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Do we live in a society without a counterculture?
I read this recently and it got me thinking:
It’s from Ted Gioia’s article, “14 Warning Signs That You Are Living in a Society Without a Counterculture.”
It doesn’t seem true at first. Even though you could argue that mainstream culture is full of imitation, it's not necessarily new. And we have more cultural variety today than ever before — more independent blogs and bloggers, more YouTube videos covering every possible interest, more podcasts for every political opinion, more great musicians on Bandcamp, and on and on. Every constituency is represented to a degree on some corner of the internet.
All this variety is a historical shift, at least in the United States, when you consider the suburban sameness of the 50s and 60s. From Paul Graham’s "The Refragmentation:"
One of the most important instances of this phenomenon was in TV. Here there were 3 choices: NBC, CBS, and ABC. Plus public TV for eggheads and communists. The programs that the 3 networks offered were indistinguishable. In fact, here there was a triple pressure toward the center. If one show did try something daring, local affiliates in conservative markets would make them stop. Plus since TVs were expensive, whole families watched the same shows together, so they had to be suitable for everyone.
But when I went looking for alternatives to fill this void, I found practically nothing. There was no internet then. The only place to look was in the chain bookstore in our local shopping mall.
Saying “we live in a society without a counterculture” sounds ridiculous the more you think about it. How could it possibly be true, especially when you consider the past? And a lot of the 14 "warning signs" are general enough that they've always been true to some extent.
But somewhere between your 38th Marvel movie and the millionth Heard-Depp trial rehash video, you might start to believe it. Even if it isn’t new, even if it’s easy to escape, and even if it’s not that bad, a cloying sameness occupies the cultural mainstream. It seems impenetrable, same as ever. But it’s especially surprising given how much creative work today exists outside the mainstream.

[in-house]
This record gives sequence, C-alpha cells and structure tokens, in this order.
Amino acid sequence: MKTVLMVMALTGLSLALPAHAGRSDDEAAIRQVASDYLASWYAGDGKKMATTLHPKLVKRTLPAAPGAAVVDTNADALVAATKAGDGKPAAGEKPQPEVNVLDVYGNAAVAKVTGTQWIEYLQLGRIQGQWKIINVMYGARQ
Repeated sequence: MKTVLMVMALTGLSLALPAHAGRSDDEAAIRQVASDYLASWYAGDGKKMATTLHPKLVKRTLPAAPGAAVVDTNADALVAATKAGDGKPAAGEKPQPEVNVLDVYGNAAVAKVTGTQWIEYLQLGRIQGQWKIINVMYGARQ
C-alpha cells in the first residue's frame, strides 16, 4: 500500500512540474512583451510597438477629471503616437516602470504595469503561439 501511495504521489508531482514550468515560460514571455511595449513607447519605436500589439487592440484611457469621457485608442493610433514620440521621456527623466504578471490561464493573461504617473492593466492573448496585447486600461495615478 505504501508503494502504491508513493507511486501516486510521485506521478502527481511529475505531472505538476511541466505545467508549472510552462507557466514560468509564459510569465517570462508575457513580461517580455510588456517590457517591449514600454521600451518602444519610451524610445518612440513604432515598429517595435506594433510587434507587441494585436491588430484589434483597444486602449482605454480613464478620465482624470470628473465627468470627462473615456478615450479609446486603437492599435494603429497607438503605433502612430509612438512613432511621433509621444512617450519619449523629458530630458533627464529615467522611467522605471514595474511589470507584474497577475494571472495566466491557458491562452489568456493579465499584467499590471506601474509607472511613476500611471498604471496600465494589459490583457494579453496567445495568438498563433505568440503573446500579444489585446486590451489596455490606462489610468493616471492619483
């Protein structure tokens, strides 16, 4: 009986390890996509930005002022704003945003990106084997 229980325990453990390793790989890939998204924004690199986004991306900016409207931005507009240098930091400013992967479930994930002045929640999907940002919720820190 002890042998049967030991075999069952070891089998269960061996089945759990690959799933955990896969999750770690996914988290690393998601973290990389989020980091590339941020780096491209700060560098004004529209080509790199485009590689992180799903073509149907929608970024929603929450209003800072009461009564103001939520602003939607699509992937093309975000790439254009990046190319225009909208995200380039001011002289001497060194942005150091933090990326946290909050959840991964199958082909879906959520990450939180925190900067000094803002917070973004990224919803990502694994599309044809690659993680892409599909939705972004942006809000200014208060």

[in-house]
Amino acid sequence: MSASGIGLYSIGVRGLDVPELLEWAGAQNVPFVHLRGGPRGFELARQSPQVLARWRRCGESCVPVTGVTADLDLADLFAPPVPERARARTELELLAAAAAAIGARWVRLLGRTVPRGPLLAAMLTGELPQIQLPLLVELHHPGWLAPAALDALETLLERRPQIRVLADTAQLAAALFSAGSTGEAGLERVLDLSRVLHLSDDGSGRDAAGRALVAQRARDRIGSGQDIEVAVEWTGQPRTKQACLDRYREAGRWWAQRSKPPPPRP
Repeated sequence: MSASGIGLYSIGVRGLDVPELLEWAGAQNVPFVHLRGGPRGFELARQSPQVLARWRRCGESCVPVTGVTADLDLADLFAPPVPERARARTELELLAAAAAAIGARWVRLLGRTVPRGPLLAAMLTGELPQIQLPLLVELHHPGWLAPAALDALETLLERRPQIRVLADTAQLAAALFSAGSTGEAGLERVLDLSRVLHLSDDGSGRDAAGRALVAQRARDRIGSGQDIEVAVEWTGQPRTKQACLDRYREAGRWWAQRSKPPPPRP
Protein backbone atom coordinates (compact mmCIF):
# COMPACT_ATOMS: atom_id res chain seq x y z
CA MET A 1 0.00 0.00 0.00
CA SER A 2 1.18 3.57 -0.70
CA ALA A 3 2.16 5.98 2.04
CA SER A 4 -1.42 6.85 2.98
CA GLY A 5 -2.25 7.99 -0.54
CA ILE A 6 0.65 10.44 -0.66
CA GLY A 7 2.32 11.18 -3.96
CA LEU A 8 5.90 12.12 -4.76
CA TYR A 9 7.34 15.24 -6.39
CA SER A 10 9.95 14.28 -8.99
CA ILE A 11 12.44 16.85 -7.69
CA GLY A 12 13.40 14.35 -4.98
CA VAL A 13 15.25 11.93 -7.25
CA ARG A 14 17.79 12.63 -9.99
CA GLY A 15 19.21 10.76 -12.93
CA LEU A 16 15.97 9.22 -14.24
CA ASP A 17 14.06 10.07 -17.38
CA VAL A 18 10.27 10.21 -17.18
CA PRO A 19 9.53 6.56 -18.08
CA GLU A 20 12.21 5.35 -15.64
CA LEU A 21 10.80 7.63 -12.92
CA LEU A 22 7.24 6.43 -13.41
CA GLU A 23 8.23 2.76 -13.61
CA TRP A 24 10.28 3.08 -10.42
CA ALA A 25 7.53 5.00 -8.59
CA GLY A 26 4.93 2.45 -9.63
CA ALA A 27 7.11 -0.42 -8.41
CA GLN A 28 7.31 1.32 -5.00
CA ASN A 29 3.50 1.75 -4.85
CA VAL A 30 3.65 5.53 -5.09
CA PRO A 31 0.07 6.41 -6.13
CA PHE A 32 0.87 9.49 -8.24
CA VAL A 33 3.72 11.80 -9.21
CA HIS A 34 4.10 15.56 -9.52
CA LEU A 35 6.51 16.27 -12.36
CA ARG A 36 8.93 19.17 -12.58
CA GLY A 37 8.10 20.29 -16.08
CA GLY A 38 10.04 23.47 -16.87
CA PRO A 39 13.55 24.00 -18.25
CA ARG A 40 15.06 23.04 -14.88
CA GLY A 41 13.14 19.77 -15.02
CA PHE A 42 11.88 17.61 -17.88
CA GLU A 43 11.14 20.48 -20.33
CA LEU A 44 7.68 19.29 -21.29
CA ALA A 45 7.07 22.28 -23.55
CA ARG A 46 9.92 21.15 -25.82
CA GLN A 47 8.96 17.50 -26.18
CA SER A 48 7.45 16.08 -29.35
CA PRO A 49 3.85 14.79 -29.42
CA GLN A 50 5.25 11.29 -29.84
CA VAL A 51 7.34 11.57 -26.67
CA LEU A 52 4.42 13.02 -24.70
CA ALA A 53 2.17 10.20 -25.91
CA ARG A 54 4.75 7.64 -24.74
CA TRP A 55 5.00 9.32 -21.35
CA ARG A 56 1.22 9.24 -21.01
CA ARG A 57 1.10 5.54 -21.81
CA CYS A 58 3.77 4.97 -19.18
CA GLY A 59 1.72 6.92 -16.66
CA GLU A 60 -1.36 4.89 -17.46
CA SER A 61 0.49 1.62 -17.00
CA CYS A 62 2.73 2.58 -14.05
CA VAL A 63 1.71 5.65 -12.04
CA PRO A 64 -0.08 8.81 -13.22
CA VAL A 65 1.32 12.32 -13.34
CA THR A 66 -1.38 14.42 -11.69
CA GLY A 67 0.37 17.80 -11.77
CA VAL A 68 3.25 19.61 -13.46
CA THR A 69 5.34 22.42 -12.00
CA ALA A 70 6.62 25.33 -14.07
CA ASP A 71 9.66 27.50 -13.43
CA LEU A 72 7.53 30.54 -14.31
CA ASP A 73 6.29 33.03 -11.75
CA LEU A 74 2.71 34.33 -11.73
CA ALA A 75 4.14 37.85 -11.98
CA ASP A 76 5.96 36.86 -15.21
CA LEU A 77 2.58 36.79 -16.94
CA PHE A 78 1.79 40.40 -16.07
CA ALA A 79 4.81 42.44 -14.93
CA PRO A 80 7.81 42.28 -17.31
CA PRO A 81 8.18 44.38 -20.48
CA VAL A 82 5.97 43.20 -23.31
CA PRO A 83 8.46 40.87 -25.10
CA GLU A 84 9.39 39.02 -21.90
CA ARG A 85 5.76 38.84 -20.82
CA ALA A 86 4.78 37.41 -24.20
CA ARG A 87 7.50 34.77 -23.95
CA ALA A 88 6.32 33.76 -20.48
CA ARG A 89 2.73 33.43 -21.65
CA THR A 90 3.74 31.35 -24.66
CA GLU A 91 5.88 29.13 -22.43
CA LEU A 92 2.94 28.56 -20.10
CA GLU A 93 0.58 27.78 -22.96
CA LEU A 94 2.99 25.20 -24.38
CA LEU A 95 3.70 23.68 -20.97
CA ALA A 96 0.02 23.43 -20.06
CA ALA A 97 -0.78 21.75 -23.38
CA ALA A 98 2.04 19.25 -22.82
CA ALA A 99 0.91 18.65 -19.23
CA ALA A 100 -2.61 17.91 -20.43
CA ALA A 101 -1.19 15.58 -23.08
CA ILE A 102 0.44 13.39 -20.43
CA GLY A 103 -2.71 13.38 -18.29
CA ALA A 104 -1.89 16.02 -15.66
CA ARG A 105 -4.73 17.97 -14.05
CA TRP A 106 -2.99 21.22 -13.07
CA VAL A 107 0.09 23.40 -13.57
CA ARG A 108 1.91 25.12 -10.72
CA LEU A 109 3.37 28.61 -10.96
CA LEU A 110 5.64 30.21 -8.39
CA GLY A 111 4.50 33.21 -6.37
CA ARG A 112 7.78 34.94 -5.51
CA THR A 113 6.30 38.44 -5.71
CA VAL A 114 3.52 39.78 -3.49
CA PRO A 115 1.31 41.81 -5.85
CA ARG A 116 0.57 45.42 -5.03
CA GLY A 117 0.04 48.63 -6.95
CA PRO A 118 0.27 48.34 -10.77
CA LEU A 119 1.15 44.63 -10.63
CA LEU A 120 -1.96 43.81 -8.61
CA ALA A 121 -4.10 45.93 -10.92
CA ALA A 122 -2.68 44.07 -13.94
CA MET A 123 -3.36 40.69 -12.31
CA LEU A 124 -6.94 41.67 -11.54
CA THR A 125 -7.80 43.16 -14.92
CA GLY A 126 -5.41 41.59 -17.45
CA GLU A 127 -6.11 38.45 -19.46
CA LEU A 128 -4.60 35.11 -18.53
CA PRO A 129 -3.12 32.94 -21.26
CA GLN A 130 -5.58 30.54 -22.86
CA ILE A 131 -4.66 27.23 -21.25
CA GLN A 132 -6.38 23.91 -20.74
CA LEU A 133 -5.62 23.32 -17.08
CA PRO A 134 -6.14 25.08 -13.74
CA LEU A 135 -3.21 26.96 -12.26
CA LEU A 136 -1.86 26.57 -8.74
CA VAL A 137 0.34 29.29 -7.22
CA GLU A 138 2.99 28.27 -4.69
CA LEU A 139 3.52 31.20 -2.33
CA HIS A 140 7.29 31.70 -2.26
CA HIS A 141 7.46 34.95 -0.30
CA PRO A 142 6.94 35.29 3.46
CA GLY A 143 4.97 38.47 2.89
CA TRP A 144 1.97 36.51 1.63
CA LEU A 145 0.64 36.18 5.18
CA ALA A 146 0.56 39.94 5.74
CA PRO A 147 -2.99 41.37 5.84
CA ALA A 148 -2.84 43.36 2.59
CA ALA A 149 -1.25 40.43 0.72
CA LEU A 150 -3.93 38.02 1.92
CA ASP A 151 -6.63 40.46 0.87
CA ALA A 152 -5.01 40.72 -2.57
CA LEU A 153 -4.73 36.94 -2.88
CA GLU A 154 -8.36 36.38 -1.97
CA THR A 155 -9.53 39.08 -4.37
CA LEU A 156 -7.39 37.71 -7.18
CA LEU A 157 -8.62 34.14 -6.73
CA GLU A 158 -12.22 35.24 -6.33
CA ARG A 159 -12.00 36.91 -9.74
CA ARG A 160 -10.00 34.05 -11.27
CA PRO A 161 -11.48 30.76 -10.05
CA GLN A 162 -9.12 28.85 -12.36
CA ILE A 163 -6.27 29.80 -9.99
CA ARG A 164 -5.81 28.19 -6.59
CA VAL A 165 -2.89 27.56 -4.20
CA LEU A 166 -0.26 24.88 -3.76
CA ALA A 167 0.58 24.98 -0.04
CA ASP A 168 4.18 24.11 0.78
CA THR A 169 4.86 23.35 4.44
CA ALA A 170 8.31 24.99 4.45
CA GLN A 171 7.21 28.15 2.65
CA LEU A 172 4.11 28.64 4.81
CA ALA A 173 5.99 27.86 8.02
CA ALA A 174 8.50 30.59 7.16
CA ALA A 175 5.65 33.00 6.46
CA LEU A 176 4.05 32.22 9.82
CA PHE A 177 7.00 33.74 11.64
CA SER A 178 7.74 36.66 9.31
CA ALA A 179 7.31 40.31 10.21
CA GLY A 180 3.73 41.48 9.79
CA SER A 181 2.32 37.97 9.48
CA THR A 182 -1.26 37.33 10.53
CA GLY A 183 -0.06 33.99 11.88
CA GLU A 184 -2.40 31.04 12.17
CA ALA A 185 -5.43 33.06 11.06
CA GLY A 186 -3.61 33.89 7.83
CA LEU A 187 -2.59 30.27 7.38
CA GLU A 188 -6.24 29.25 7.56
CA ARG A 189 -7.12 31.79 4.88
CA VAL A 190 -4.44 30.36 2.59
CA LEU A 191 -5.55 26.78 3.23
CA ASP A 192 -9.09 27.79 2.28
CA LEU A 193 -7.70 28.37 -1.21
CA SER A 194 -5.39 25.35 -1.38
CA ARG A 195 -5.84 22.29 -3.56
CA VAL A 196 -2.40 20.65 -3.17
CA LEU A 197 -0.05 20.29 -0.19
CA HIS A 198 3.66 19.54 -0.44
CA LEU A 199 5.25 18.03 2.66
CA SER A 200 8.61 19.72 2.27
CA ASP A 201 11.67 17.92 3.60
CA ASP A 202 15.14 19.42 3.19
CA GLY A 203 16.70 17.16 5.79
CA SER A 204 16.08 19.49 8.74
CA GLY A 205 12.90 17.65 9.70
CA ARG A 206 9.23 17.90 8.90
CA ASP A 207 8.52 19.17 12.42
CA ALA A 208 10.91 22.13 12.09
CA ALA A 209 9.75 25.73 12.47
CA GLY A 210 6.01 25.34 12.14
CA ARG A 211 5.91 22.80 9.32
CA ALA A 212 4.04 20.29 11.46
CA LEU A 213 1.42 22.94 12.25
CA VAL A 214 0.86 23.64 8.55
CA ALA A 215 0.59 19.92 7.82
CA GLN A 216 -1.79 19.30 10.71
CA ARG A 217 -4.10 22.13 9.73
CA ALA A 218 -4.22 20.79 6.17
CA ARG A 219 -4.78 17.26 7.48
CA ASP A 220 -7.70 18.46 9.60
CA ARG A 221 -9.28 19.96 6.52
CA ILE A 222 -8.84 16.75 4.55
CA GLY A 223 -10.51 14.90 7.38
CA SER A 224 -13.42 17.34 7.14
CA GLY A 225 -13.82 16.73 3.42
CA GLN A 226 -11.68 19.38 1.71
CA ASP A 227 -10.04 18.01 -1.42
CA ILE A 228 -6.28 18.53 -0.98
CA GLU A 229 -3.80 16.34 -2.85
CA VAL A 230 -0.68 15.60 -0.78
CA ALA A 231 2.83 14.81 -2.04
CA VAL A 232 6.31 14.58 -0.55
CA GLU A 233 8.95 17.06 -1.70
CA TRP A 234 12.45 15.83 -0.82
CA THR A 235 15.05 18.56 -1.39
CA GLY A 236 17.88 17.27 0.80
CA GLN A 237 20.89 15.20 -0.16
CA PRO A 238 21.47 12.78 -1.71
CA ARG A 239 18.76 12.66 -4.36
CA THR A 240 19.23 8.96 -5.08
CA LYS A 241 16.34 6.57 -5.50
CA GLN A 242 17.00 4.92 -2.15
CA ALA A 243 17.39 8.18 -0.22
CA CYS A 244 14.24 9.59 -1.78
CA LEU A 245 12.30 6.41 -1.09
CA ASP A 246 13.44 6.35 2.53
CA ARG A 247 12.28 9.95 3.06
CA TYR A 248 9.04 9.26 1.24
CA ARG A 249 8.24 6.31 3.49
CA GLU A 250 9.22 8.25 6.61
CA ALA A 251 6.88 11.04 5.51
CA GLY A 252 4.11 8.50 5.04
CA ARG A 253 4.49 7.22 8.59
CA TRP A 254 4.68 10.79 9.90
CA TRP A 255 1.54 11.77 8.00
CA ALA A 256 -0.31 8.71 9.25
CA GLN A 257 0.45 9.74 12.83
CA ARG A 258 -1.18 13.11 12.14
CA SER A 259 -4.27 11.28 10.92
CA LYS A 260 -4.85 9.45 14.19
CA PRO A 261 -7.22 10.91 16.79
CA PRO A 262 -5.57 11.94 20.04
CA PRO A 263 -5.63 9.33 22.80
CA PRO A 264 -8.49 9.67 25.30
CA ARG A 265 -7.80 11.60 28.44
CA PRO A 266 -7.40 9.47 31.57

It is a jarring contrast. At no point in history have people created so much with so few channels for consuming their work. Most consumers get their content through a narrow straw — TikTok’s “For You” page, the first page of Google’s search results, Instagram’s explore tab, miscellaneous streaming sites, and so on. Many lifetimes worth of creation get aggressively filtered down into a (very optimized) stream of content.
Because social media services are now the promoters of mainstream culture, that culture is effectively fueled and guarded by metric-driven algorithms. So even as users create a wealth of content, only the work that engages the best makes it onto the front page. Which means that all popular content has something in common, i.e. whatever characteristics resulted in positive metrics.
Why do recipe sites have a thousand words of pablum before getting to the recipe itself? There are plenty that don’t bother with this, but you’ll never see them on the first page of Google. They just don’t rank as well per Google’s search engine optimization rules, which reward length.
Why do so many Youtubers have that annoying open-mouthed smile in all their thumbnails? Or similarly exaggerated facial expressions? There are plenty that don’t, but your metrics look better if you have an exaggerated facial expression in the thumbnail. As a result, your video gets shown to users frequently.
Why do they all end their videos with “remember to like and subscribe?” Because it works, and Youtubers who don’t do it generally have fewer subscribers and generally get fewer views.
Why don't they make movies like they used to? Because, as Matt Damon explains, the death of the DVD and the rise of streaming sites means that movies have to make most of their money from the initial showing (or other avenues like merchandise, I guess). It's possible to find movies not optimized for these conditions, but they are increasingly rare.